Page 7 Friday, September 5, 2003 Man on the Street This weeks question: How did the events of Sept. 11, 2001 change your life? Compiled by Staff Sgt. David Davis Spc. Monroe O. Kelso A Co. 2-116th Inf. Regt. Coast Guard Petty Officer 1st Class Michael Marvin PACAREA PSU Det. Army Staff Sgt. Deon Lee 216th MP Co. "Definitely made me more grateful, for fami ly, my children. Made me proud to be a sol dier. I feel that I am able to do something to make a difference in the war on terrorism." Air Force Staff Sgt. Charles E. Criswell II 3rd LRS "That changed my life; physically and mental ly. I work out more. Mentally there is a lot more stress, particu larly with the extended deployment. But the exercise helps me cope. "Being active duty, I knew right away that my deployments would be more frequent and be longer ... The event helped instill an even greater sense of pride to serve." "Basically made me aware of the impor tance of things I have. I don't take for granted even the small things like I used to." Army Sgt. Heather Best 177th MP Bde. "Interestingly, we were training when 9/11 occurred we got to see the battle group get underway. It was a wake up call." By Spc. Tommi Meyer Some people find making time for a consistent physical fitness program gets increasingly difficult as work and family responsibilities grow. Civilian employ ment, marriage and children just simply take priority. One sailor with the Mobile Inshore Undersea Warfare Unit 212 has adopted a unique philosophy and found inspiration that could help others make physical train ing a top priority. If you dont physically condition your self now, you may not live long enough to enjoy your children, said Petty Officer 2nd Class John Kergosien of the MIUWU 212. I just make time. Kergosien, a 12-year veteran of the U.S. Naval Reserve admits that at one time physical fitness was not a top priority for him, but coming to JTF Guantanamo last December changed that. This [deployment] has given me a opportunity to see what my true priorities are, he said, Its a chance to make exer cise a part of my daily life. When Kergosien arrived in Cuba last December, he weighed 227 pounds and now at 192 pounds, he said he feels ener gized. Until recently he ran five to seven miles a day and tries to work out for at least an hour each day. His efforts earned him a 96-hour pass to Puerto Rico for a visit with his wife. She said I look like a different per son, he said. Kergosien was awarded a certificate from the JTF and a pass for reaching the Run for Life goal of 500 miles. He noted that though consistent exer cise is important, it is just one part of a healthy lifestyle. Nutrition plays a big part, he said. You can work out all day long but if you go home at night and eat a big bowl of ice cream, you are going in reverse. Kergosien said that he finds the dining facilities on Guantanamo a good source of healthy meals, There are good choices, and you dont have to eat hamburgers and onion rings every day. Physical training is also a stress relief according to Kergosien, It helps me let all of the ongoing pressures out. Through everything, Kergosien said he remains focused on two underlying fac tors, his two kids. Every thing I do is for my kids. Finding your inspiration Photo by Spc. Tommi Meyer Petty Officer 2nd Class John Kergosien of Mobile Inshore Undersea Warfare Unit 212 pumps it up at G.J. Denich Gym.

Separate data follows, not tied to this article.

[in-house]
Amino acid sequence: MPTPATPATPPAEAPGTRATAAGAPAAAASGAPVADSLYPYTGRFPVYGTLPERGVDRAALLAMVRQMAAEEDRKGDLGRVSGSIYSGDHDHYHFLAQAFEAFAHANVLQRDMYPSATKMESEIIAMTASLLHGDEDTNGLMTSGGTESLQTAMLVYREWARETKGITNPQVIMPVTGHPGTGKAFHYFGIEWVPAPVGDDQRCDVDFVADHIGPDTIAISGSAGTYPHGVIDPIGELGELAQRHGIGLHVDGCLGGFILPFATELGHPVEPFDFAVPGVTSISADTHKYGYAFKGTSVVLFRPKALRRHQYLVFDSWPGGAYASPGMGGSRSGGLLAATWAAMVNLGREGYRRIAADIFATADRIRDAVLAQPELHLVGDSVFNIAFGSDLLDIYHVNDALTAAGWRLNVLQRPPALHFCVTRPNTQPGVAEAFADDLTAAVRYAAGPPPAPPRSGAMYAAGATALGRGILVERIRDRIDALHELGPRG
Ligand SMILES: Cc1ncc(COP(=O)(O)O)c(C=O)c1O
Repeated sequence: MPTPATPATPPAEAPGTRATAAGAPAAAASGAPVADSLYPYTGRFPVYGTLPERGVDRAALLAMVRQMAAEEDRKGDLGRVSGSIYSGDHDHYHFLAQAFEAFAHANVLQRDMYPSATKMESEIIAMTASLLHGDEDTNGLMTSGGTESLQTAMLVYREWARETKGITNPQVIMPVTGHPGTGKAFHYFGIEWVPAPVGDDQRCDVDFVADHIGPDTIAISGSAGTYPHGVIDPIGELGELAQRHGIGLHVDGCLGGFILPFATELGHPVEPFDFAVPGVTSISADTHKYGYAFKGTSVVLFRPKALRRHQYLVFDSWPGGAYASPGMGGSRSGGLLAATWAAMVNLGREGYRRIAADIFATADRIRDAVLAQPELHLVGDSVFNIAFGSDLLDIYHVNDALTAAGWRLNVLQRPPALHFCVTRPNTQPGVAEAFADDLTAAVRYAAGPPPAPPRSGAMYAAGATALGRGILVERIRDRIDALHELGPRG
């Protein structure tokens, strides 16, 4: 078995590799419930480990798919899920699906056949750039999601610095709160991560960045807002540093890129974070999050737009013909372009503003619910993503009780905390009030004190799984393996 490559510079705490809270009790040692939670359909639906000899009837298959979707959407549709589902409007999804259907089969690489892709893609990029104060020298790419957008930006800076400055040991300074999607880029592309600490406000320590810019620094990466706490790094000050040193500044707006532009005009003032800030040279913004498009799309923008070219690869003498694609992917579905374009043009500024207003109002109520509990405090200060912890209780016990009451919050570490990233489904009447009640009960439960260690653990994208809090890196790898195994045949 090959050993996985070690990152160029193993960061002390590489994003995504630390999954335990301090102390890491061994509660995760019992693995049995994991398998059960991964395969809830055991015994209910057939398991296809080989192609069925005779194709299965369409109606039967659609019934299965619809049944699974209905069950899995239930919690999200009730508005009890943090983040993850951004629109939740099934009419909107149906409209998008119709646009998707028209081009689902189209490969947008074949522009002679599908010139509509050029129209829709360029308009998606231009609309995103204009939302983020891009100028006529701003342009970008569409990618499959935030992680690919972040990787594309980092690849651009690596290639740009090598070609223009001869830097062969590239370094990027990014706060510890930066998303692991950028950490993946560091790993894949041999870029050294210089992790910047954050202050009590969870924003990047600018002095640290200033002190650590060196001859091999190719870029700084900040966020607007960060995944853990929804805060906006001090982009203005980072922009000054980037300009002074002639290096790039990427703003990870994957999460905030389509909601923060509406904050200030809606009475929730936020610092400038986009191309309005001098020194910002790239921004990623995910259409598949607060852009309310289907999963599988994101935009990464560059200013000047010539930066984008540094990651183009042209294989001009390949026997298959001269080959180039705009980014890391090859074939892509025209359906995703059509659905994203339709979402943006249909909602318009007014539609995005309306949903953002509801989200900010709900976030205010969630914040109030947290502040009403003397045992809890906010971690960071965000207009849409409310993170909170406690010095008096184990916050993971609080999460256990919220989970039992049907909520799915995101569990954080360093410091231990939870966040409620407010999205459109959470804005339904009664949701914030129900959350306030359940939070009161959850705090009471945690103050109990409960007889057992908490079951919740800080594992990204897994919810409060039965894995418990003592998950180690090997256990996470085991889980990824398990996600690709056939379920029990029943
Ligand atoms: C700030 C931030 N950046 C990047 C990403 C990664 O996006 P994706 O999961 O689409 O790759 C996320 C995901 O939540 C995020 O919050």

Friday, September 5, 2003 Page 8 Worship Services Catholic Main Chapel Daily 6:30 a.m. Mass Cobre Chapel Wed. 5 p.m. R.C.I.A. Cobre Chapel Fri. 5 p.m. Rosary Sat. 4:30 p.m. Confession 5:30 p.m. Mass Sun. 9 a.m. Mass 11 a.m. Mass (Sanctuary B) Camp America Sun. 5 p.m. Mass Wooden Chapel Protestant Main Chapel Mon. 7 p.m. Prayer Group Fellowship* Wed. 7 p.m. Mens Bible Study* 7 p.m. Spanish Group 390-Evans Pt Thurs. 6:30 p.m. Home Group Nob Hill 5B 7:15 p.m. Youth 7-12 Fellowship* Sun. 6:30 a.m. Praise and Worship Servce 9:30 a.m. Sunday School 11 a.m. Service/Sunday School 5 p.m. Bible Study* Fellowship Hall located in Chapel Complex Camp America Wed. 7 p.m. Service Sun. 9 a.m. Seaside Galley (Temporary location until further notice) 7 p.m. Service Wooden Chapel Church of Jesus Christ of Latter Day Saints Sun. 9 a.m. Sanctuary A Islamic Fri. 1 p.m. Classroom 12 Chapel Complex Jewish Fri. 8 p.m. Fellowship Hall Camp America Church Bus schedule: Sun. 8 a.m. Windward Loop 8:15 a.m. Tierra Kay The bus will return immediately following worship. JTF welcomes new chaplain By Spc. Katherine L. Collins Lt. Col. Steve Feehan arrived on Aug. 26 to serve as the new Joint Task Force (JTF) chaplain. He replaces Lt. Col. Herb Heavner, 300th MP Bde., who returned to his family and canoeing business in Michigan. Its great to be here, said Feehan. I never expected I would still be in the mil itary at this point in my life. Feehan said he had planned to retire two assignments ago but then the Army promoted him to lieutenant colonel. He then moved on to one more stateside assignment before coming to Cuba. Feehans Army experience includes a number of assignments and roles as a chaplain. They consist of serving as the 24th Transportation Bn. chaplain at Fort Eustis, Va.; 2-68th Armor Bn. chaplain in Germany; Regional Correction Facility chaplain for the 2-13th Armor Bn. at Fort Knox, Ky.; Irwin Army Hospital chaplain, Fort Riley, Kan.; 2nd Bde., 2nd Inf. Div. chaplain, Camp Hovey, Republic of Korea; 159th Avn. Bde., 101st Airborne Div. (Air Aassault Bde.)chaplain, Fort Campbell, Ky.; and deputy installation chaplain, Fort Drum N.Y. During his assignment to Fort Eustis, Feehan also served in a variety of overseas missions. His Army service to date totals 18 years. Feehan spoke more about the impor tance and joy he finds in his mission as the JTF chaplain. He sees his mission as, troopers come first. Overseas missions are great opportunities for chaplains to interact with [troopers]. I learned as a police officer that some missions bear a greater emotional threat than a physical threat. JTF Guantanamo is one such mis sion. They face a spiritual battle serving away from home, he said. I encourage all [troopers] to get in touch with their spiritual side, he contin ued. I say, let us [the chaplaincy] help you make this an interesting and exciting mission and time of spiritual growth. We want you to head home better than you came, knowing that God is sovereign over everything. He opens doors and confirms his desire for you to walk through those doors. No matter what you may experi ence during your deployment you will never be far from Gods will. God is God of the military too. If you seek his will, he will guide you and you can know it is God working in your life when you experience all those things common too all of us as we live and serve far from home. As for his mission to the detainees, Feehan would like to spread the message that how we conduct ourselves here in the overall mission can better the relationship Americans and those that would do us harm. Were not here to convert the detainees, but by our actions we may transform their mindset about Americans. Americans have a very high value on life. We are also a generous, hospitable people. In JTF we treat the detainees with dignity and respect. We care for their complete health and welfare, including physical and spiritual, he said. Many detainees have experienced better nutrition, health care and religious freedom than ever before, Feehan added. Feehans warm, down-to-earth charac ter rings clear in his words, manner and actions. He prefers all to refer to him as chaplain or Steve, not lieutenant colonel or JTF command chaplain. He expressed his desire for all troopers to know he is just as approachable for coun seling or mere conversation as any other chaplain. He is not just here to oversee the chaplaincy but to serve as one among them. The title and role of chaplain is better than any other to me. Lt. Col. Steve Feehan Joint Task Force Chaplain JTF Guantanamo